(4) Hobby, G. PhD, et al, Department of Medicine and Ophthalmology, Columbia University College of Physicians and Surgeons, The Relationship Between Spreading Factor and Hyaluronidase, https://pubmed.ncbi.nlm.nih.gov/19871061/
(5) Silverstein, S. MD, The Journal of Applied Research, Hyaluronidase in Ophthalmology, http://www.jrnlappliedresearch.com/



"Edge Pharmacy Services worked with us in developing our block mixture over 2 years ago. Since that time we have performed over 20,000 blocks at various sites in New York and New England. The performance of the blocks has been outstanding. We receive our blocks in a timely and secure manner. Given the recent environment surrounding the compounding of medications and the challenges providers face, Edge Pharmacy Services has allowed us to continue to provide our patients and centers with the quality and safety they deserve."

Stephan Hatch MD
Clinical Director, JJM Medical



1) Nicoll, J. Martin V., et al. "Retrobulbar Anesthesia: The Role of Hyaluronidase." Anesthesia & Analgesia 65.12 (1986): 1324-1328.

"The improved efficacy of retrobulbar block by the addition of hyaluronidase to the local anesthetics was clearly demonstrated by the trial."

"Originally the authors were skeptical that any difference at all would be demonstrated, and a far larger trial had been contemplated. However, on completion of this number [100] it was clear that to continue to perform retrobulbar block without the addition of hyaluronidase would be unjustified."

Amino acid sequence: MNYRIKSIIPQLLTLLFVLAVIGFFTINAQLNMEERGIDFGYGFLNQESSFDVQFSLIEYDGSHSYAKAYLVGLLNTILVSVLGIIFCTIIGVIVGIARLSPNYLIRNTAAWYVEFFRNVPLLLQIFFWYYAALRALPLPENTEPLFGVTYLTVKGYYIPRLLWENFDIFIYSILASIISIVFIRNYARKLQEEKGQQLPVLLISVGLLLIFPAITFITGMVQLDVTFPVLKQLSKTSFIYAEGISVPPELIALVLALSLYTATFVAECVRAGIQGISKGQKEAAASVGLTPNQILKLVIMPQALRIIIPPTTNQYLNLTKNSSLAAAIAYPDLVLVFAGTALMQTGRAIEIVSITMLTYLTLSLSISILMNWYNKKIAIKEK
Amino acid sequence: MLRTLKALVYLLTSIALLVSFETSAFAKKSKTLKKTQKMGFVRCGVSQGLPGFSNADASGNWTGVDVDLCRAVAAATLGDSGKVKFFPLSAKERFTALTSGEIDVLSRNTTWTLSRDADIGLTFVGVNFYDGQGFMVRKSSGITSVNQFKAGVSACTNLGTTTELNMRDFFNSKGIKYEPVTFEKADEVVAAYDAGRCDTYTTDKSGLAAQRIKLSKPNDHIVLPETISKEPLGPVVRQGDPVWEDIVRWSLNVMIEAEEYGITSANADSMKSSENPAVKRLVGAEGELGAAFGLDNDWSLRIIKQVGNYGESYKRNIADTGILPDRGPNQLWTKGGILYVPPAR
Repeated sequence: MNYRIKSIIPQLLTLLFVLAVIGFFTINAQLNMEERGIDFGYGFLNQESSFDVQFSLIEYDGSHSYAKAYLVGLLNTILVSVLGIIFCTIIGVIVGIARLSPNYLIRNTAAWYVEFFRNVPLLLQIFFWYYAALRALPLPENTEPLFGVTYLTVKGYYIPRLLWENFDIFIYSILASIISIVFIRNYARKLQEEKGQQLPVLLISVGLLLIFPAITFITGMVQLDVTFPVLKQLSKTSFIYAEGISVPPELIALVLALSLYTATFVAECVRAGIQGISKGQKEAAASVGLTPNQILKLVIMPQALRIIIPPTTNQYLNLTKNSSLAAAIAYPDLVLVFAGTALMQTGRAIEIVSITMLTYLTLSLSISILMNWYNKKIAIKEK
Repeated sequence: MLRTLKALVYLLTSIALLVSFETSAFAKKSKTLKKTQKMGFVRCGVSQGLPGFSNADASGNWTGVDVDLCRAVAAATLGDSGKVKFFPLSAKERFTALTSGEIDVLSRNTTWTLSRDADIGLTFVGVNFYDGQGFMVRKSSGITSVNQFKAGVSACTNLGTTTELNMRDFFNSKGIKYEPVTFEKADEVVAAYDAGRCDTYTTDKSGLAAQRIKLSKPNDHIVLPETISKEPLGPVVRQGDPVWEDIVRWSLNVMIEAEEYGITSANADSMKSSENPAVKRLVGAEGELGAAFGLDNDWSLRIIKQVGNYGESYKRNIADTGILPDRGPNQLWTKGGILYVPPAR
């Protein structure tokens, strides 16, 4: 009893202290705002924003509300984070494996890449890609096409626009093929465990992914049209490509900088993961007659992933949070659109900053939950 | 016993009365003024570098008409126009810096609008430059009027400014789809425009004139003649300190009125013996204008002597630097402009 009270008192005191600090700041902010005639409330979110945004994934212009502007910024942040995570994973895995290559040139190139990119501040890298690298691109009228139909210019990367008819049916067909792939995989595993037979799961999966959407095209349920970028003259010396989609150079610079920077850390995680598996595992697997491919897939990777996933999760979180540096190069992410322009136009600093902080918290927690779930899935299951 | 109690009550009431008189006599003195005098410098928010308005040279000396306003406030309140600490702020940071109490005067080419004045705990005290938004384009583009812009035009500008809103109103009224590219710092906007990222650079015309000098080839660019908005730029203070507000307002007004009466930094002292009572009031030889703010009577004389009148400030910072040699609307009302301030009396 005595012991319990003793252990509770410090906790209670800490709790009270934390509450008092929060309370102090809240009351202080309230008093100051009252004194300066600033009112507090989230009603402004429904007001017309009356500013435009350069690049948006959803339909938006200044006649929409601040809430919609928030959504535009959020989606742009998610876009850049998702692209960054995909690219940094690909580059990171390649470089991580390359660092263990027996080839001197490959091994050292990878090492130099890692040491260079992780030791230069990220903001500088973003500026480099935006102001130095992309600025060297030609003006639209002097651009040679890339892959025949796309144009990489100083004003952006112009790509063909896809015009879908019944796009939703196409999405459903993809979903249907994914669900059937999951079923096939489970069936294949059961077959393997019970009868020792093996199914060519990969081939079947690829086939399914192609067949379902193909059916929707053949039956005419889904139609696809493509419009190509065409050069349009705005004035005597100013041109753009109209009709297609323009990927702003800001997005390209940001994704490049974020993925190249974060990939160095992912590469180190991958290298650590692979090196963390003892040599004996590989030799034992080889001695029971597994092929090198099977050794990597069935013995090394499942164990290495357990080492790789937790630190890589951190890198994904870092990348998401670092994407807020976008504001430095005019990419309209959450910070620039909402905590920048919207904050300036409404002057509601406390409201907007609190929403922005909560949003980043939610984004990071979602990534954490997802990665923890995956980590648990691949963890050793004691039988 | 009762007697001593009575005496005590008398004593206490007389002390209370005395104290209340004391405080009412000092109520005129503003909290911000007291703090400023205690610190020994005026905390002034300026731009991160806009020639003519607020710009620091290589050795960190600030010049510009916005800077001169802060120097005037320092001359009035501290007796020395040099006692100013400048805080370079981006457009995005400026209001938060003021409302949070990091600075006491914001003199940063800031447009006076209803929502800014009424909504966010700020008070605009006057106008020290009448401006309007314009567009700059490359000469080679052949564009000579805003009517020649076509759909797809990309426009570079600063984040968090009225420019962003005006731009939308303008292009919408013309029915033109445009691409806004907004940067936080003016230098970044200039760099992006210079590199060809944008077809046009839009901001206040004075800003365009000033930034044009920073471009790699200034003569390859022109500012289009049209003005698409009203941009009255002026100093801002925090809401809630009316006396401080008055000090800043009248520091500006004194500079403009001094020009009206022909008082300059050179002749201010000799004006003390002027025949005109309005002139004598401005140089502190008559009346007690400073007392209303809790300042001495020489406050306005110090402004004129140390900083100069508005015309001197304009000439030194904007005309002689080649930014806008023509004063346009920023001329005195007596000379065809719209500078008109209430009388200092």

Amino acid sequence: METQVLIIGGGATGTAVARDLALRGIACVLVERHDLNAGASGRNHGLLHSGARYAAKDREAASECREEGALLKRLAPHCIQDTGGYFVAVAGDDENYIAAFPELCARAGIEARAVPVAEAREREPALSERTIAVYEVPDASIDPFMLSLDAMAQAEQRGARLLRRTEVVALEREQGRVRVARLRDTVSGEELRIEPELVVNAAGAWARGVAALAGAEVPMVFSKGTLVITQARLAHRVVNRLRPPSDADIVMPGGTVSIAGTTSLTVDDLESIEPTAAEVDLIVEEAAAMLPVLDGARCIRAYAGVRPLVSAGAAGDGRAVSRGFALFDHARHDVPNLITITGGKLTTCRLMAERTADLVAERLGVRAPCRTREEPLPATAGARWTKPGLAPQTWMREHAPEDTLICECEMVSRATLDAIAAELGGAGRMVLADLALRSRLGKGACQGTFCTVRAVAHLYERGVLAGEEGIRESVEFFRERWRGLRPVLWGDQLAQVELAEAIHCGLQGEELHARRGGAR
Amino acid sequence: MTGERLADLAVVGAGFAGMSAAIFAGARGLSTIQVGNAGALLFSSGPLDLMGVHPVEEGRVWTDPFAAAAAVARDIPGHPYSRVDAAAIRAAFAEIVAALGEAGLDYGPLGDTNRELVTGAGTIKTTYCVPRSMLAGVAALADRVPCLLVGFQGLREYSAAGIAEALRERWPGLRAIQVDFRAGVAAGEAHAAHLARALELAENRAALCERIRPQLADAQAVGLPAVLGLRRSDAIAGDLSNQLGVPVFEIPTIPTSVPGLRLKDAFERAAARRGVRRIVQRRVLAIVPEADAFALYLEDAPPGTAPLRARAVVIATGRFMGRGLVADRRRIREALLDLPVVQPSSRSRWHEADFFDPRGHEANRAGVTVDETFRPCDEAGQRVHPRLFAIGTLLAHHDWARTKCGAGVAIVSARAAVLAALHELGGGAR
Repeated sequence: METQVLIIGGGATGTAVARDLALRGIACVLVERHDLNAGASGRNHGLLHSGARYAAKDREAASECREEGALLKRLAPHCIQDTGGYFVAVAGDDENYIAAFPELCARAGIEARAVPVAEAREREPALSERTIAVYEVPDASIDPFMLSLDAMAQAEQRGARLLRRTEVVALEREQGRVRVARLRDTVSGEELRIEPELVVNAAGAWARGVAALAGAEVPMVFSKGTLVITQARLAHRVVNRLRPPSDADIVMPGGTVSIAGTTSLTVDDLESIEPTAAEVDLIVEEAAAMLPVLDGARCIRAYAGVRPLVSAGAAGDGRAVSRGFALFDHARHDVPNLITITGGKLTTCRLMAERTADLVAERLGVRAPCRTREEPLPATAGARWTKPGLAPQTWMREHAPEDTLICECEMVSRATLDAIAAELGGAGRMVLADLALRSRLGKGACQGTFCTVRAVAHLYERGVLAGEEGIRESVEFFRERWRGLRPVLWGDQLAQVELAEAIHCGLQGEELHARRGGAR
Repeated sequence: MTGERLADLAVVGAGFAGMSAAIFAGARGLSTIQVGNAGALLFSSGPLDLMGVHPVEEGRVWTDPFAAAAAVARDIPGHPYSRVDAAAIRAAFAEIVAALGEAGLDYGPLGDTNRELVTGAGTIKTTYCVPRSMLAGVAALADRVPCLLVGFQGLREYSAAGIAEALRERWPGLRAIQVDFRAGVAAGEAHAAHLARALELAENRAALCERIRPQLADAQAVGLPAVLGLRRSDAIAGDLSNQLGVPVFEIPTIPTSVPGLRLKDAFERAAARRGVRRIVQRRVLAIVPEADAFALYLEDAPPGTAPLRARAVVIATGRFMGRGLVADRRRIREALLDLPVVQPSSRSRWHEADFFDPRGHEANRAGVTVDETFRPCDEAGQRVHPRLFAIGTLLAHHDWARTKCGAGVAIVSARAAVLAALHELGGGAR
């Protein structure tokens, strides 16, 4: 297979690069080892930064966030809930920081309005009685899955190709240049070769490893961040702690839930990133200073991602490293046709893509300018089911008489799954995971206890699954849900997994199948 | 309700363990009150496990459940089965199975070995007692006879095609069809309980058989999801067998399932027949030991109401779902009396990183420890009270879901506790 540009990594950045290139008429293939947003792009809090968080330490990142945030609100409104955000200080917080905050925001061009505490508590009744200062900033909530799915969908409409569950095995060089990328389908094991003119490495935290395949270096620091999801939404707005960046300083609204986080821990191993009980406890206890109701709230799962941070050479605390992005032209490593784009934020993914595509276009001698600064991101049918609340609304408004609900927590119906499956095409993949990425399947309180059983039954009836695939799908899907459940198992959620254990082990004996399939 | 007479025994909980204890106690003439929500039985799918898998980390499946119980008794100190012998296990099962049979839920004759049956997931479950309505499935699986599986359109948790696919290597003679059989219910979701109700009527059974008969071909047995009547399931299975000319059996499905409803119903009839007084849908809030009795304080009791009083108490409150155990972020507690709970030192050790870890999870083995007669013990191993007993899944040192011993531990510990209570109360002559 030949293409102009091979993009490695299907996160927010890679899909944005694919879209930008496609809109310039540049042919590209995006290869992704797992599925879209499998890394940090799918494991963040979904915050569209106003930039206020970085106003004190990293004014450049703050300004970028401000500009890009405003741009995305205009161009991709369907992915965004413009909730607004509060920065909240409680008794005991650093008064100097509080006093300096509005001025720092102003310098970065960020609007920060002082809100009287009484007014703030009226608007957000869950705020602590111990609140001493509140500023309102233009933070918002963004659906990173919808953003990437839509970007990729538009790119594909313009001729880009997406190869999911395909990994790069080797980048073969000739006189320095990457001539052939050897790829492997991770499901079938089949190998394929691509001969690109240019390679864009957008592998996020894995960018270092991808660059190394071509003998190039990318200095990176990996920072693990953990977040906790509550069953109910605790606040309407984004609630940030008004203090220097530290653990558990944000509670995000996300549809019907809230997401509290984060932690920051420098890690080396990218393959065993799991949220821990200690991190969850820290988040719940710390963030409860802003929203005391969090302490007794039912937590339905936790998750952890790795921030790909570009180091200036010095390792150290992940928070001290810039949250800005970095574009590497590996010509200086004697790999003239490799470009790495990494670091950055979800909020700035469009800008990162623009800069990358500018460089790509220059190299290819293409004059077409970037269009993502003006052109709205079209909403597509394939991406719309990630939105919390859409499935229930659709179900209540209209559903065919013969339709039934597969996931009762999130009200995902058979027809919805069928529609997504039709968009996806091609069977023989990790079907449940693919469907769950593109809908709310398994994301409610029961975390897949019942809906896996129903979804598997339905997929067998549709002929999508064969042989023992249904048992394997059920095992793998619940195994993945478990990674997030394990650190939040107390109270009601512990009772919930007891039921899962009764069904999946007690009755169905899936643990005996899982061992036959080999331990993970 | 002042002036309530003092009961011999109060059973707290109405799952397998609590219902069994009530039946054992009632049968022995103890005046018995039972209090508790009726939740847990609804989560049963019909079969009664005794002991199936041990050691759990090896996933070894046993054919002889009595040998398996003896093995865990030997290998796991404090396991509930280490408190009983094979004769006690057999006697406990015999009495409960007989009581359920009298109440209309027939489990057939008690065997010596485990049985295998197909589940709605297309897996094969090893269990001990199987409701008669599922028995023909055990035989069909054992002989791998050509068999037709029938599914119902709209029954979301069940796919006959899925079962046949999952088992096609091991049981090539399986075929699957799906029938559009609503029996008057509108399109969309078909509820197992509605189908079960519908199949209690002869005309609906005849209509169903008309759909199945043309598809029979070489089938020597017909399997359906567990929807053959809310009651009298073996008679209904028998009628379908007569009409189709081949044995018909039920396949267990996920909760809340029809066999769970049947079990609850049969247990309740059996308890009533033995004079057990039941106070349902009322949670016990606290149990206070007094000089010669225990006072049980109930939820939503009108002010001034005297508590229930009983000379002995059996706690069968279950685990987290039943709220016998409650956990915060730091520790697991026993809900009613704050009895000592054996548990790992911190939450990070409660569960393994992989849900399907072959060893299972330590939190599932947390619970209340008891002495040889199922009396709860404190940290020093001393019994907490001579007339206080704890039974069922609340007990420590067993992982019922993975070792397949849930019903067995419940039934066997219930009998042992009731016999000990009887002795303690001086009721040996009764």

2) Dempsey, G. A., P. J. Barrett, and I. J. Kirby. "Hyaluronidase and Peribulbar Block." British journal of anaesthesia 78.6 (1997): 671-674.

"Each time a needle is introduced into the orbit, there is a small but definite risk of complication. Successful block from a single injection is therefore desirable. Our study has shown that this is most likely to be achieved when hyaluronidase is added to the solution."

3) Kallio, Helena, Markku Paloheimo, and Eeva-Liisa Maunuksela. "Hyaluronidase as an Adjuvant in Bupivacaine-Lidocaine Mixture for Retrobulbar/Peribulbar Block." Anesthesia & Analgesia 91.4 (2000): 934-937.

"The addition of hyaluronidase significantly improved the success of the motor block."

"Supplementary blocks were needed significantly more often when the local anesthetic solution was hyaluronidase-free."